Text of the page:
The Congressional Budget Office is expected to release its analysis of Senate Republicans’ health care plan later Monday.
Other Republican senators have expressed concerns. Dean Heller, R-Nev., who faces perhaps the toughest 2018 re-election race of any Senate Republican and has said he can’t support the measure if huge numbers of people lose coverage.
Several moderates Republicans, including Susan Collins of ME, have already said they could not support a bill that resulted in tens of millions of people losing their insurance.
Monday’s report from the nonpartisan Congressional Budget Office could give moderate senators concerned about health care coverage pause.
Several GOP senators have said they want to see their bill cover more people than the House version.
“This bill is every bit as mean as the House bill”, said Senate Minority Leader Chuck Schumer, D-N.Y.
The House approved its legislation in May.
So here is what the CBO is saying: The BCRA’s subsidies are too small to make the silver plans affordable for low-income people, and the plans it is trying to make affordable – the ones that cover 58 percent of expected costs – carry such high deductibles that low-income Americans won’t buy them because they won’t be able to afford to use them.
According to the CBO, the Senate bill does reduce the deficit by $321 billion over the next 10 years, which $202 billion more than the House version that passed last month.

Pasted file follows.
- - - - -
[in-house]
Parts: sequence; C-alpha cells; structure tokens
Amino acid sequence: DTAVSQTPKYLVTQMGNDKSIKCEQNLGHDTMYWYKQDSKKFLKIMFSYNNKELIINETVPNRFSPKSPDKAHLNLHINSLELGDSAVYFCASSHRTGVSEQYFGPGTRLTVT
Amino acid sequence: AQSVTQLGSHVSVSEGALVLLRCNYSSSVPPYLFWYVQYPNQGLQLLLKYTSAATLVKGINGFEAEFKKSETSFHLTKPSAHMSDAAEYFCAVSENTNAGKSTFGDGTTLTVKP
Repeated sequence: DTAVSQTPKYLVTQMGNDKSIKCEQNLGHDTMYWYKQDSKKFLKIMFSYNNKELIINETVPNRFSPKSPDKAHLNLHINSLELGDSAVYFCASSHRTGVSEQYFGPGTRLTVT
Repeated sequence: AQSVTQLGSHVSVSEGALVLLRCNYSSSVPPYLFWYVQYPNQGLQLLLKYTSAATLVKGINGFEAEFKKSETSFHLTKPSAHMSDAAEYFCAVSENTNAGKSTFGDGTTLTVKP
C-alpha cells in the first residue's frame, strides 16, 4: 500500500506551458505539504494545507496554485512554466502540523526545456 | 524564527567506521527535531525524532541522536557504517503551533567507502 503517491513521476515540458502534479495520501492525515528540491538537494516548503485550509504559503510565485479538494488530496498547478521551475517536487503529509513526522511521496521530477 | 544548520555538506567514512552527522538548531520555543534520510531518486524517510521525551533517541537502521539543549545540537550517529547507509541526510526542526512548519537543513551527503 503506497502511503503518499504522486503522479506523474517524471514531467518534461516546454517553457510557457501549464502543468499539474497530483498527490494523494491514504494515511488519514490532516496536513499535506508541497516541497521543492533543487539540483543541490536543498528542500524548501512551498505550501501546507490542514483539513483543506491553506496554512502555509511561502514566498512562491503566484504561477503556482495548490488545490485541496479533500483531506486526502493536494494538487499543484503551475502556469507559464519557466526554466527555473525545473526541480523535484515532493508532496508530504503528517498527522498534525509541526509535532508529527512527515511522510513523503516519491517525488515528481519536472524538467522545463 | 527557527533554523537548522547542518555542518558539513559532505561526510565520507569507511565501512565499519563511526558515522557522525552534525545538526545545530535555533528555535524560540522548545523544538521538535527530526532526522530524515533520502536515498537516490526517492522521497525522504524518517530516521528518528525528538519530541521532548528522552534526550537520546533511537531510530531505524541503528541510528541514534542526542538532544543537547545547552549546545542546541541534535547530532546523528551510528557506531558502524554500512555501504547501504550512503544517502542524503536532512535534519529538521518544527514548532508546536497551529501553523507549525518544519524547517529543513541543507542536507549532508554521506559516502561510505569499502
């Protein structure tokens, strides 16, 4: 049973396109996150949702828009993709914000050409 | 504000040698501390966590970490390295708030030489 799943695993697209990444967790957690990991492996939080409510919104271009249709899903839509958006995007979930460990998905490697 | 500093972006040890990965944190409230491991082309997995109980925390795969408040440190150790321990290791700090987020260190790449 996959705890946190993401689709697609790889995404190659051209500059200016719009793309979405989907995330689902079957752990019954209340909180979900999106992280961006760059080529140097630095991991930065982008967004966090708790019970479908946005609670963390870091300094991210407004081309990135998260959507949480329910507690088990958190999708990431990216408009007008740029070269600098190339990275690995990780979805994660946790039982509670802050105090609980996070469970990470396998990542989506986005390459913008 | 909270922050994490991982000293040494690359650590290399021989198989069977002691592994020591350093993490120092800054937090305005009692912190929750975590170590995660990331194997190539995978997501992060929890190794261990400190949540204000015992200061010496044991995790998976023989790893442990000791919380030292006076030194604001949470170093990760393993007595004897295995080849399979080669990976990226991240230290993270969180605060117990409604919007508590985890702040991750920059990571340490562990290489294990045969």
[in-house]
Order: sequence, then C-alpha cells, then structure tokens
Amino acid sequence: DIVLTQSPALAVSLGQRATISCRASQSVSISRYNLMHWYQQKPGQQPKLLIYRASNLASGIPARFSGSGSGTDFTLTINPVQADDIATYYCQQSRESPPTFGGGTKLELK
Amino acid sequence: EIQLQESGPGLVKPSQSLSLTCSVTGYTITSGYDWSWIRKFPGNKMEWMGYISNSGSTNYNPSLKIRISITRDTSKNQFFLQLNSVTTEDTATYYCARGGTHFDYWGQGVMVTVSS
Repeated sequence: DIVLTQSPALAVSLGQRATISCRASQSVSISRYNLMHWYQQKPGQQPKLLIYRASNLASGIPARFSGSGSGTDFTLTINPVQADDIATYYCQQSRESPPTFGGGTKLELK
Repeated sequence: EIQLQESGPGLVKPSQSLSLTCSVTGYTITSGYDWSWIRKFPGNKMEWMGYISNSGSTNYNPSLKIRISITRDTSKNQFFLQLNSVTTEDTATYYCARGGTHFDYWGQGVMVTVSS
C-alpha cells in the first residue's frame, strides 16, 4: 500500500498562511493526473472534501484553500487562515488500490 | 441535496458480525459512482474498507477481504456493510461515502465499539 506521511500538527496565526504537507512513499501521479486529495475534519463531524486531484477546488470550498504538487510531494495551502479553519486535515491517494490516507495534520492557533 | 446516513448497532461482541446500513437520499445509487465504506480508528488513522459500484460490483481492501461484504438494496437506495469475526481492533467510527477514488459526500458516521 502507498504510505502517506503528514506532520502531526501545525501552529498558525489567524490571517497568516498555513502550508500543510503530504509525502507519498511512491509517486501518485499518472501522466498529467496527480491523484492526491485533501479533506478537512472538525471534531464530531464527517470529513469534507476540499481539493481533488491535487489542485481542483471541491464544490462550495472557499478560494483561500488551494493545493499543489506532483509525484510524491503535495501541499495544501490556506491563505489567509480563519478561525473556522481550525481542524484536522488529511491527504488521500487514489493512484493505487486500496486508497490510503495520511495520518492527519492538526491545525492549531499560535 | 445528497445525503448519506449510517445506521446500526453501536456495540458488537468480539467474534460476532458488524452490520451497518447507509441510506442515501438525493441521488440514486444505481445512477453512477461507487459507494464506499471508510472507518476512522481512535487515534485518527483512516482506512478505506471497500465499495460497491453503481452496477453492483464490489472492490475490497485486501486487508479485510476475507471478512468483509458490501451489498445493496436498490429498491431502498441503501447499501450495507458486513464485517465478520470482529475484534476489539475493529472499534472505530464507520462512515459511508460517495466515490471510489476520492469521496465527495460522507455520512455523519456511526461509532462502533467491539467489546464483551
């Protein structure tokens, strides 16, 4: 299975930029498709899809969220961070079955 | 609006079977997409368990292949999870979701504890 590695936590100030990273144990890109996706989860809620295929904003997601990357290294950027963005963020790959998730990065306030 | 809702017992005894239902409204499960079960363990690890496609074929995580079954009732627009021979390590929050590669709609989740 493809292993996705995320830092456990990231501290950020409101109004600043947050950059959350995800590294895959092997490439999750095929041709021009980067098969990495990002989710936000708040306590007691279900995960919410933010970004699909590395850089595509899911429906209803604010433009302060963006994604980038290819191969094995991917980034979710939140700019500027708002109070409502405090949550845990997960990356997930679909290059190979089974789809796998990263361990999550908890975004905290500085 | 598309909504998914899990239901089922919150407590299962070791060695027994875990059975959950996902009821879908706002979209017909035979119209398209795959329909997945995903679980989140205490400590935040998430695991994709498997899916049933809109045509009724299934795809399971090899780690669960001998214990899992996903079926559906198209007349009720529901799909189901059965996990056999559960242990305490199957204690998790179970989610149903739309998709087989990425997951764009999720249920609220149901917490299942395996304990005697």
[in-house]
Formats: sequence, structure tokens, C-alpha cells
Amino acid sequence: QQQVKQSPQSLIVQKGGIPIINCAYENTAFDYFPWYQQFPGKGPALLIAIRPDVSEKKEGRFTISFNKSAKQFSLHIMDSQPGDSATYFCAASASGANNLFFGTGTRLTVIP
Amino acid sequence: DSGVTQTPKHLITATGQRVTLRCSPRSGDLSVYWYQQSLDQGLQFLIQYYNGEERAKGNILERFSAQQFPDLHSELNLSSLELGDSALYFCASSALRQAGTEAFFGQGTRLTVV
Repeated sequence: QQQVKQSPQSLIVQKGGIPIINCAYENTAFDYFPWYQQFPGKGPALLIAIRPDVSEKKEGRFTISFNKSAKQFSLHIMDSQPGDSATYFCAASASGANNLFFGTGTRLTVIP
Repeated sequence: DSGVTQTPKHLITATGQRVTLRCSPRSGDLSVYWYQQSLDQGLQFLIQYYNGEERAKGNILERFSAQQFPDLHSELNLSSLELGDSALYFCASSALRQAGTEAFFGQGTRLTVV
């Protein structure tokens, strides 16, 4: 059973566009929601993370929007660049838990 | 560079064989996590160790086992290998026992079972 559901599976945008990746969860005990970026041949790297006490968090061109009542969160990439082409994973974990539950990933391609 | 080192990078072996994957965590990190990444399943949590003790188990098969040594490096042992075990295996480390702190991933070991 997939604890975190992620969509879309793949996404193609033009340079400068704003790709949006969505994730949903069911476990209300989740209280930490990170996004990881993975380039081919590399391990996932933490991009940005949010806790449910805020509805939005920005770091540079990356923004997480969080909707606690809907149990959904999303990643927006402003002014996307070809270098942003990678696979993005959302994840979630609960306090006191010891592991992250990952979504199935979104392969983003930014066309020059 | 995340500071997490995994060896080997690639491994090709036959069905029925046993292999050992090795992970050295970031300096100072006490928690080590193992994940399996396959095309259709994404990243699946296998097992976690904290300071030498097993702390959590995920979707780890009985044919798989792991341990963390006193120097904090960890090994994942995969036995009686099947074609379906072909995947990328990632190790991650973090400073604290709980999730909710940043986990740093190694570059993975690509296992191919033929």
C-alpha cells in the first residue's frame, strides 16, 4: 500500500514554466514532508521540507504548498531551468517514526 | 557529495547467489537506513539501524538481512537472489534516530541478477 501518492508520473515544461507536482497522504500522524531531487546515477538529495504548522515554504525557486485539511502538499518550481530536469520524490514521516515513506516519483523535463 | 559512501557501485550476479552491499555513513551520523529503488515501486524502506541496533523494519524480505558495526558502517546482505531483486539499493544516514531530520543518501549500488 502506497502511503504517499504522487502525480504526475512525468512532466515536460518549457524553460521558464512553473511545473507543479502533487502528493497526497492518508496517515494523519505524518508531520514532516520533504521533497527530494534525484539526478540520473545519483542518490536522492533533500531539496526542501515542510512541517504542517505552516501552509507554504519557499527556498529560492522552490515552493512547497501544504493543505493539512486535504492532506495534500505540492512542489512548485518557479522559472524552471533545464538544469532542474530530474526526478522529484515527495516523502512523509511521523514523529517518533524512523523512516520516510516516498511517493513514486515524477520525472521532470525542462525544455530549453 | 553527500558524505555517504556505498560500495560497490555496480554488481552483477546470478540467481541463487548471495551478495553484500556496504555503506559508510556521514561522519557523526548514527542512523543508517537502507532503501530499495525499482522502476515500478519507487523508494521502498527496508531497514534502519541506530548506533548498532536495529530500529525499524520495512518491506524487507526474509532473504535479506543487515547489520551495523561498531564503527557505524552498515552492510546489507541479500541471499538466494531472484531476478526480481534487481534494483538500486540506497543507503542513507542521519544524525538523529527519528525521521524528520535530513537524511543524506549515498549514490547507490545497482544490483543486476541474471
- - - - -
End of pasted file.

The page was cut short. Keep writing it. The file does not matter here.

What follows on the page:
The budget office report said coverage losses would especially affect people between ages 50 and 64, before they qualify for Medicare, and with incomes below 200 percent of poverty level, or around $30,300 for an individual.
One of those moderates, Sen.
The largest savings in the Senate bill would come from reducing federal spending on Medicaid, which would decline by 26% by 2026, compared to current law.
None of the dissident senators have ruled out supporting the legislation if McConnell changes it, and the leader is hoping to offer amendments to win support. And it would put annual caps on overall Medicaid money the government until now has automatically paid states, whatever the costs.
But Republicans’ criticisms have focused narrowly on the individual market – people purchasing health insurance on their own.
How does this compare to the House bill?
In another troublesome finding for the legislation, the budget office warned that in some rural areas, either no insurer would be willing participate in the individual market or the policies offered would be prohibitively expensive.
The revised bill attempts to solve that problem by imposing a penalty on those who don’t maintain continuous insurance coverage: People who let their coverage lapse for at least 63 days in one year would be locked out of the insurance market for six months the following year. Without enough healthy customers making regular premium payments, insurance companies would be forced to raise prices, driving more customers away – a situation sometimes described as a “death spiral”.
Pro-Trump group American First Policies has launched an aggressive, million-dollar-plus ad campaign against Heller.
The American Medical Association said it was especially concerned with a proposal to put the Medicaid healthcare program for the poor on a budget, saying this could “fail to take into account unanticipated costs of new medical innovations or the fiscal impact of public health epidemics, such as the crisis of opioid abuse now ravaging our nation”. He criticized the measure for increasing federal spending on subsidies for people buying coverage and not eliminating enough of Obama’s regulations on insurers, including protections for consumers with pre-existing medical conditions.